But you must know and understand, O best beloved, that you are to always believe the opposite of whatever a coach or university official says in the media. For instance, last year Nick Saban said that he would not be going to coach at Alabama, and there he is at Alabama. Also last year, LSU athletic director Skip Bertman publicly denied rumors that he was planning to take over as baseball coach after the firing of Smoke Laval. And then it came out that Skip Bertman had been secretly making arrangements to put together a staff so that he could in fact do that very thing. The LSU chancellor said “No way”, and only then did Skip Bertman go out and hire another coach to fill the position.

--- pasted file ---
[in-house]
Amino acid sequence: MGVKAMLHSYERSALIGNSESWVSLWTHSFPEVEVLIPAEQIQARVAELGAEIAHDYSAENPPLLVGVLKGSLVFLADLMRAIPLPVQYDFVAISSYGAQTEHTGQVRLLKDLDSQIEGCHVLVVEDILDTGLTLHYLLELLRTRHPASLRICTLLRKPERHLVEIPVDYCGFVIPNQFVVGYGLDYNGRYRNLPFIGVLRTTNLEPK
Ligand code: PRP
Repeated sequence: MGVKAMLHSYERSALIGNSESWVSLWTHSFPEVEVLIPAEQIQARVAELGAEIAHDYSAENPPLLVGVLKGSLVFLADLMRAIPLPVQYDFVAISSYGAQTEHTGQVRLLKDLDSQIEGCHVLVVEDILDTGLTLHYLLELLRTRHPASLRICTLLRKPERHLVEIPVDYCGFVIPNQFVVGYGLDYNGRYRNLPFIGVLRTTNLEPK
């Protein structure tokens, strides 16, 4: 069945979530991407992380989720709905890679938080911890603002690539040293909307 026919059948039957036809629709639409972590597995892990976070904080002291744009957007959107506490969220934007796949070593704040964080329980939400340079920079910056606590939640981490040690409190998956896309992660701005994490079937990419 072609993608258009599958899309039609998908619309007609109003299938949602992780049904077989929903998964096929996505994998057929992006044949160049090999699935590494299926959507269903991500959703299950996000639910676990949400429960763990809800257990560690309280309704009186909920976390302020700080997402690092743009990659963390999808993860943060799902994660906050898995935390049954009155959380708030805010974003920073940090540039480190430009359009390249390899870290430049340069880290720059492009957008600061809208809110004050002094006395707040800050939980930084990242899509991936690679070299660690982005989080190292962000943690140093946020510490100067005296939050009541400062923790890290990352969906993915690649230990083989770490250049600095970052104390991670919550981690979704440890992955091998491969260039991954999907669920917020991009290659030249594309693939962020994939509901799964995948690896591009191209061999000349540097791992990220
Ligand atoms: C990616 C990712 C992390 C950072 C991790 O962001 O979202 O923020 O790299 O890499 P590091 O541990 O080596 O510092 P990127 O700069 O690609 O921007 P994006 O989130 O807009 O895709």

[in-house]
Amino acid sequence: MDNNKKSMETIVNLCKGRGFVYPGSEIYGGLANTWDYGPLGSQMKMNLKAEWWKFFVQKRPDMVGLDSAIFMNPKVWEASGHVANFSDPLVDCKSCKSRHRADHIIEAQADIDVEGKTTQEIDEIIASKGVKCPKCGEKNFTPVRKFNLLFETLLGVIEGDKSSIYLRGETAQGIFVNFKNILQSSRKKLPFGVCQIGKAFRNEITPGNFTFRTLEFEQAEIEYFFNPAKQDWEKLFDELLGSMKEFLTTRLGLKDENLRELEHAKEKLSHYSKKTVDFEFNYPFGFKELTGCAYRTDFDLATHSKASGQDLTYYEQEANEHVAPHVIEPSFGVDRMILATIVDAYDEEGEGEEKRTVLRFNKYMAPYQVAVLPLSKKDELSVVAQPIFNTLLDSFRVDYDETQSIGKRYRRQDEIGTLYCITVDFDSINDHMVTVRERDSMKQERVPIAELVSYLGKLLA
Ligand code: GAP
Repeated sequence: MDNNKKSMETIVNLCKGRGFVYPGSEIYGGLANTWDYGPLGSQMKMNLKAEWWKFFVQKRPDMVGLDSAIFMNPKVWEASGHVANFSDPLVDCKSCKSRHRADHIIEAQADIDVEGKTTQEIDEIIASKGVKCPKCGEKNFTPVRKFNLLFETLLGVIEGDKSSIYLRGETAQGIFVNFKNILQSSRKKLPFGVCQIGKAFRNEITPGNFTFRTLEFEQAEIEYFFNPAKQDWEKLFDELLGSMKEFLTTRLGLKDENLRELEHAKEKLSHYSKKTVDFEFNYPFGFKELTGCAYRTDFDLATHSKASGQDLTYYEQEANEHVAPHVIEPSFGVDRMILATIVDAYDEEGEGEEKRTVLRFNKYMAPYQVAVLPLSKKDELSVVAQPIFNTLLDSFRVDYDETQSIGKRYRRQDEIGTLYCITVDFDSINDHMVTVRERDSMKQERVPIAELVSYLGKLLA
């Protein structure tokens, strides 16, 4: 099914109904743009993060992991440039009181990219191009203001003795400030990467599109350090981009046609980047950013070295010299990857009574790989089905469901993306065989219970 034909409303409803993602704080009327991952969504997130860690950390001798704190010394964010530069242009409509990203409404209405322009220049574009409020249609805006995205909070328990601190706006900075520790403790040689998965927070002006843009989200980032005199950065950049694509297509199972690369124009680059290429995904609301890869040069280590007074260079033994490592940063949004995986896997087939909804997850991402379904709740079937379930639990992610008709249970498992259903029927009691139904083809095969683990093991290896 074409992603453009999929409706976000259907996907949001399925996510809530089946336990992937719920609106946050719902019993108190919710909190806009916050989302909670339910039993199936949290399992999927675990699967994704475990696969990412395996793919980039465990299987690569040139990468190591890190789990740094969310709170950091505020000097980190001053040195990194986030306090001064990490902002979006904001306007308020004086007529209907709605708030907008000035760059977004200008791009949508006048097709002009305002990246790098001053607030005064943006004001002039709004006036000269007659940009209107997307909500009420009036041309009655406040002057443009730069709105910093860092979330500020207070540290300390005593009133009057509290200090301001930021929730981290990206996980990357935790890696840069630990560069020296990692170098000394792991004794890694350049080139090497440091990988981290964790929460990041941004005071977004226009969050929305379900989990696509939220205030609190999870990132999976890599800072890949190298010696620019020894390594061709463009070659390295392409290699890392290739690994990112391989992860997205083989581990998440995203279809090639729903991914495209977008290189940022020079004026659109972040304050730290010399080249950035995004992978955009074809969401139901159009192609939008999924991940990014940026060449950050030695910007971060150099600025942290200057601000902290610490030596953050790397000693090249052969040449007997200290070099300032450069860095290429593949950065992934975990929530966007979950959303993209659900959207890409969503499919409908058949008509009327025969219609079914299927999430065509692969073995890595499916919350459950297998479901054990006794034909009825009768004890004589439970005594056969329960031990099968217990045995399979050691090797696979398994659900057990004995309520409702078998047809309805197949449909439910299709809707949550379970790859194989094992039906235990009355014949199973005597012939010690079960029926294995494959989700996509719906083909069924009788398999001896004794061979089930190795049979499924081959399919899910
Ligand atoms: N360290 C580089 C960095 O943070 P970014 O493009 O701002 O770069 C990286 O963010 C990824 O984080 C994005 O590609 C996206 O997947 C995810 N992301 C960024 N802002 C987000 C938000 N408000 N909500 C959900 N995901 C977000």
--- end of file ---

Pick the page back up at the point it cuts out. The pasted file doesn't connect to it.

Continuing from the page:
Now Les Miles is saying that he is comfortable at LSU and wants to stay. So you can be certain, O best beloved, that even at this very week, and day, and hour, and minute, Michigan is talking to him about the position. And if Michigan makes him and offer, he’s there like white on rice.
I hear there’s a new movie about to come out that promotes atheism to young people.
The Golden Compass is the first book in a trilogy by author and noted atheist Phillip Pullman, a book all about what a blessed place the world would be if we all just got rid of religion and lived lives of unrestrained sexual pleasure. The movie version of this book is coming out in December.